Marren struggled tirelessly towards the improvement of women’s participation in politics and the reduction of women’s poverty at the household level. She advocated for inclusivity and the revival of the women’s movement in Africa.
Liberia goes to elections on 10 October. Women comprise a mere 16 per cent of all the candidates cleared for this year’s poll. The over-glorification of Sirleaf as a feminist icon is troubling since her 12-year presidency has actually served the interests of a small, elite group of women and men in politics and thus upheld long-standing patriarchal norms in Liberia.
The book is a fascinating portrait of a deeply courageous, intelligent, shrewd and determined woman possessed, at an early age, of a sense of high destiny and a deeply patriotic commitment to serving her country – even if that meant making frankly rebarbative choices. Serleaf has been consistently pragmatic, determined to undo decades of despoliation visited upon Liberia by successive regimes, in some of which she served.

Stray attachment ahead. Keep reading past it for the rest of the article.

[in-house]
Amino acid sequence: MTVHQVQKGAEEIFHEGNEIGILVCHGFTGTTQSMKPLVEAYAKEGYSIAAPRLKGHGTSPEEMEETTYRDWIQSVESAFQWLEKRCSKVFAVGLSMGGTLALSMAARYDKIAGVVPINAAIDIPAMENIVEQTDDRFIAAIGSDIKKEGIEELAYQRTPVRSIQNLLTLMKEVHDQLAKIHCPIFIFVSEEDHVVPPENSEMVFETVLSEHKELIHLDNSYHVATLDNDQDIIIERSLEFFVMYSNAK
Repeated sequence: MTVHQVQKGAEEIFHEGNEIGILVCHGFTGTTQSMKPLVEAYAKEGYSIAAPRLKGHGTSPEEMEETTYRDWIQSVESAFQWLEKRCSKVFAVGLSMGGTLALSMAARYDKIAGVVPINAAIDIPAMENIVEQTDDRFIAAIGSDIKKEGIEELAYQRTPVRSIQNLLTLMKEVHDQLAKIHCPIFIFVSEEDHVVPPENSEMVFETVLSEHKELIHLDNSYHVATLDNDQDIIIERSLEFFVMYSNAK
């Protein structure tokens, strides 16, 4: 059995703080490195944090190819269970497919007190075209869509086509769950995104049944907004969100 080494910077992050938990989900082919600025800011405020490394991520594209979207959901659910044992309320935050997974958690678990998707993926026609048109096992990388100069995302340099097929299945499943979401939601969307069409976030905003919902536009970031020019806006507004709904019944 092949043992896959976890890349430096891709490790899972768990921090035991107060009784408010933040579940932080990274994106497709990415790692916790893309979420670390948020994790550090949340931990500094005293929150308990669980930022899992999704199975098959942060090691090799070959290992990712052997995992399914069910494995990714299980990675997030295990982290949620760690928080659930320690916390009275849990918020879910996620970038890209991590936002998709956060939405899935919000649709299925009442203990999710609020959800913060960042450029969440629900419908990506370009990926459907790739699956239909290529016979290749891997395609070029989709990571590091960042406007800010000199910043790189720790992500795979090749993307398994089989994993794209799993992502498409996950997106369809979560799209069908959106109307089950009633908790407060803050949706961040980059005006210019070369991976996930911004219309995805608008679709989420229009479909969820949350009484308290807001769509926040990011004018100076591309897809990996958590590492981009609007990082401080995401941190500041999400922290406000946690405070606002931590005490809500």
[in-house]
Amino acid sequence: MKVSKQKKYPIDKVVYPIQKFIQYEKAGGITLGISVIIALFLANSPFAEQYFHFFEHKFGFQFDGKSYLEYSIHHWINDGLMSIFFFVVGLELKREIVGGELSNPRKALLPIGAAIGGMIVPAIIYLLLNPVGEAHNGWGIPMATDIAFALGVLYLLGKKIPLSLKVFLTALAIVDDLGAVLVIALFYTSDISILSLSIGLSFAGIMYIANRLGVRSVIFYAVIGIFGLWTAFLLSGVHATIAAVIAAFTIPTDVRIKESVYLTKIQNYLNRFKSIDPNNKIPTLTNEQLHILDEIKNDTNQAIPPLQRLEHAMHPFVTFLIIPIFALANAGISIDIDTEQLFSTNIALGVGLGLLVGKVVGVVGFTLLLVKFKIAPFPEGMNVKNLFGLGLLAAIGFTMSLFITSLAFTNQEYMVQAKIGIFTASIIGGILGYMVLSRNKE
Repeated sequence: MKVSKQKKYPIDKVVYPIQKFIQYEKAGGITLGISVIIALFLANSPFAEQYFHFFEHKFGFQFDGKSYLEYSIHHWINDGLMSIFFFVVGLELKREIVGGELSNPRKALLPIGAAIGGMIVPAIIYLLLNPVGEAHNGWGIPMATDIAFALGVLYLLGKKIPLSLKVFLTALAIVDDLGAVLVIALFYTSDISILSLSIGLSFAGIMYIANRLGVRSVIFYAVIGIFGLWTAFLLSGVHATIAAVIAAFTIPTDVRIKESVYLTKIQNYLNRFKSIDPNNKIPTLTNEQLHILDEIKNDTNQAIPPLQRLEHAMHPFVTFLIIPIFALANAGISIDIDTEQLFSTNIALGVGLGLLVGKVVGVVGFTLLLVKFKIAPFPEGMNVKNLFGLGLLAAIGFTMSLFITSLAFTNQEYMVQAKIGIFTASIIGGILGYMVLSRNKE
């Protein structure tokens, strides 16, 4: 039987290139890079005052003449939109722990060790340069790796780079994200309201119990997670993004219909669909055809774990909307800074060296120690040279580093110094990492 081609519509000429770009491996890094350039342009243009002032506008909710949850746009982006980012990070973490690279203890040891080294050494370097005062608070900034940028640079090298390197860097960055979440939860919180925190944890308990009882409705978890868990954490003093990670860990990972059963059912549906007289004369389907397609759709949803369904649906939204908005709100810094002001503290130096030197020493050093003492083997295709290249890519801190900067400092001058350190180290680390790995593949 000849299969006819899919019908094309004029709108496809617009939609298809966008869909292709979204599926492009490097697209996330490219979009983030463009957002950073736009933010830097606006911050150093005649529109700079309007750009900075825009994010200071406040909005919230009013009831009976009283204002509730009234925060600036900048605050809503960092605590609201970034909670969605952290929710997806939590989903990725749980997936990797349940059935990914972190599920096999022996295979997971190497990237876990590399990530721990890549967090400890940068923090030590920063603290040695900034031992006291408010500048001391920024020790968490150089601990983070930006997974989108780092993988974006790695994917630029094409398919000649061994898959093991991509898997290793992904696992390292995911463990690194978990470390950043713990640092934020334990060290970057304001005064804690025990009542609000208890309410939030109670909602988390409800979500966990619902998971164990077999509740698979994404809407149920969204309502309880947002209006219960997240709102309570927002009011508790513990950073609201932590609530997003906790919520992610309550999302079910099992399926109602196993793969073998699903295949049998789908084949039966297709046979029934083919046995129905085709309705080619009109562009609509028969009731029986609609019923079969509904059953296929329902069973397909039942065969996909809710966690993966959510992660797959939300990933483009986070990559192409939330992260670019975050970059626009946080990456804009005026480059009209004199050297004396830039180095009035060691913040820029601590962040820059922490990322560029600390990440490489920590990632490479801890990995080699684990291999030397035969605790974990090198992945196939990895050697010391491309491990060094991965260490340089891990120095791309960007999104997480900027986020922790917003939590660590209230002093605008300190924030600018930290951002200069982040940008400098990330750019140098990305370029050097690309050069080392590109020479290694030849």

If Zimbabwe’s heroines Mbuya Nehanda and Sekuru Kaguvi were here today, what would they have done as the country is run down by erstwhile liberators gone rogue? Fold hands and watch? Make social media jokes out of their suffering and laugh at themselves? Throw stones at those who dare rise and speak out? No! Those two were allergic to indignity, exploitation, suffering without action, disenfranchisement and subjugation.
Mama Sobukwe epitomises the collective experiences of many Black women throughout the Afrikan continent and diaspora whose roles and contributions in the liberation struggle remain unacknowledged, written out of popular historical narratives, biographical memory and national consciousness.